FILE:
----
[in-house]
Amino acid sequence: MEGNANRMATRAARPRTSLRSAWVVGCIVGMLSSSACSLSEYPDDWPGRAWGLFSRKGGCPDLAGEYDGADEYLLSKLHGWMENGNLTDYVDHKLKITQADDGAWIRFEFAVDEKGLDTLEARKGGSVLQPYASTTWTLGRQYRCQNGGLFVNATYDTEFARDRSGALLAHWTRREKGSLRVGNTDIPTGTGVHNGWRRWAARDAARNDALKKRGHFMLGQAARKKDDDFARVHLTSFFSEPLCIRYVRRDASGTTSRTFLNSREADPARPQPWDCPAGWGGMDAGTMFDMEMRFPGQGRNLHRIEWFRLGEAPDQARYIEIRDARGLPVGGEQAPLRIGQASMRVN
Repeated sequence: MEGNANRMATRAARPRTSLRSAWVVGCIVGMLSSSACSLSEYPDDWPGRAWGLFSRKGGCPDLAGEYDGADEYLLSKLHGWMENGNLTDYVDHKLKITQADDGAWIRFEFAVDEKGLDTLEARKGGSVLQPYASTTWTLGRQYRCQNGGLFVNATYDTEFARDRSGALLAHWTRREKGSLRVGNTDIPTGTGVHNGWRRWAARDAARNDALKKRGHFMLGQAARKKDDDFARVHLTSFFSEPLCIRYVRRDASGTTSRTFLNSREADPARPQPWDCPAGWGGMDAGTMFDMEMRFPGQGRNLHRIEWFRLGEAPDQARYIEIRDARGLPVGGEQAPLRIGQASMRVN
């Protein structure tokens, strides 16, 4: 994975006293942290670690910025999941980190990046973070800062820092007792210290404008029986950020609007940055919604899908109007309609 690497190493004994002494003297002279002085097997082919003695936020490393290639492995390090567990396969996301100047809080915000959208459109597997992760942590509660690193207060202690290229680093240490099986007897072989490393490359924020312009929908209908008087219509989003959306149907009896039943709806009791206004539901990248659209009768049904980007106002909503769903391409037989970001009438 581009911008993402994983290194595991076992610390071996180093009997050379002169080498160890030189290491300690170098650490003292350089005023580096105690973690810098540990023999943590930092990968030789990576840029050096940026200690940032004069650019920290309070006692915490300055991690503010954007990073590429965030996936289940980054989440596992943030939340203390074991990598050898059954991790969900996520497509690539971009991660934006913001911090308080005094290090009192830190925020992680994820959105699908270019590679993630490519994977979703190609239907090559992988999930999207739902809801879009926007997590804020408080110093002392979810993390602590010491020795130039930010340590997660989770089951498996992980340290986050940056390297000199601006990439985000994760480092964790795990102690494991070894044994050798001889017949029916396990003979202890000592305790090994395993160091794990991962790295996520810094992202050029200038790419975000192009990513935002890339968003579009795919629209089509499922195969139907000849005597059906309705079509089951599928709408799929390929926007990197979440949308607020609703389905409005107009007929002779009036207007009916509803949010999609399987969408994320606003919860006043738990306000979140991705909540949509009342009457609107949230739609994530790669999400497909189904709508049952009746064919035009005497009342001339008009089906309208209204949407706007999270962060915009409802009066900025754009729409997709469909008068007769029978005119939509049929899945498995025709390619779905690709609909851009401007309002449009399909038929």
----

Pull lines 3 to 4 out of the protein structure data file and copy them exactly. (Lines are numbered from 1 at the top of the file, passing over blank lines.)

Repeated sequence: MEGNANRMATRAARPRTSLRSAWVVGCIVGMLSSSACSLSEYPDDWPGRAWGLFSRKGGCPDLAGEYDGADEYLLSKLHGWMENGNLTDYVDHKLKITQADDGAWIRFEFAVDEKGLDTLEARKGGSVLQPYASTTWTLGRQYRCQNGGLFVNATYDTEFARDRSGALLAHWTRREKGSLRVGNTDIPTGTGVHNGWRRWAARDAARNDALKKRGHFMLGQAARKKDDDFARVHLTSFFSEPLCIRYVRRDASGTTSRTFLNSREADPARPQPWDCPAGWGGMDAGTMFDMEMRFPGQGRNLHRIEWFRLGEAPDQARYIEIRDARGLPVGGEQAPLRIGQASMRVN
């Protein structure tokens, strides 16, 4: 994975006293942290670690910025999941980190990046973070800062820092007792210290404008029986950020609007940055919604899908109007309609 690497190493004994002494003297002279002085097997082919003695936020490393290639492995390090567990396969996301100047809080915000959208459109597997992760942590509660690193207060202690290229680093240490099986007897072989490393490359924020312009929908209908008087219509989003959306149907009896039943709806009791206004539901990248659209009768049904980007106002909503769903391409037989970001009438 581009911008993402994983290194595991076992610390071996180093009997050379002169080498160890030189290491300690170098650490003292350089005023580096105690973690810098540990023999943590930092990968030789990576840029050096940026200690940032004069650019920290309070006692915490300055991690503010954007990073590429965030996936289940980054989440596992943030939340203390074991990598050898059954991790969900996520497509690539971009991660934006913001911090308080005094290090009192830190925020992680994820959105699908270019590679993630490519994977979703190609239907090559992988999930999207739902809801879009926007997590804020408080110093002392979810993390602590010491020795130039930010340590997660989770089951498996992980340290986050940056390297000199601006990439985000994760480092964790795990102690494991070894044994050798001889017949029916396990003979202890000592305790090994395993160091794990991962790295996520810094992202050029200038790419975000192009990513935002890339968003579009795919629209089509499922195969139907000849005597059906309705079509089951599928709408799929390929926007990197979440949308607020609703389905409005107009007929002779009036207007009916509803949010999609399987969408994320606003919860006043738990306000979140991705909540949509009342009457609107949230739609994530790669999400497909189904709508049952009746064919035009005497009342001339008009089906309208209204949407706007999270962060915009409802009066900025754009729409997709469909008068007769029978005119939509049929899945498995025709390619779905690709609909851009401007309002449009399909038929």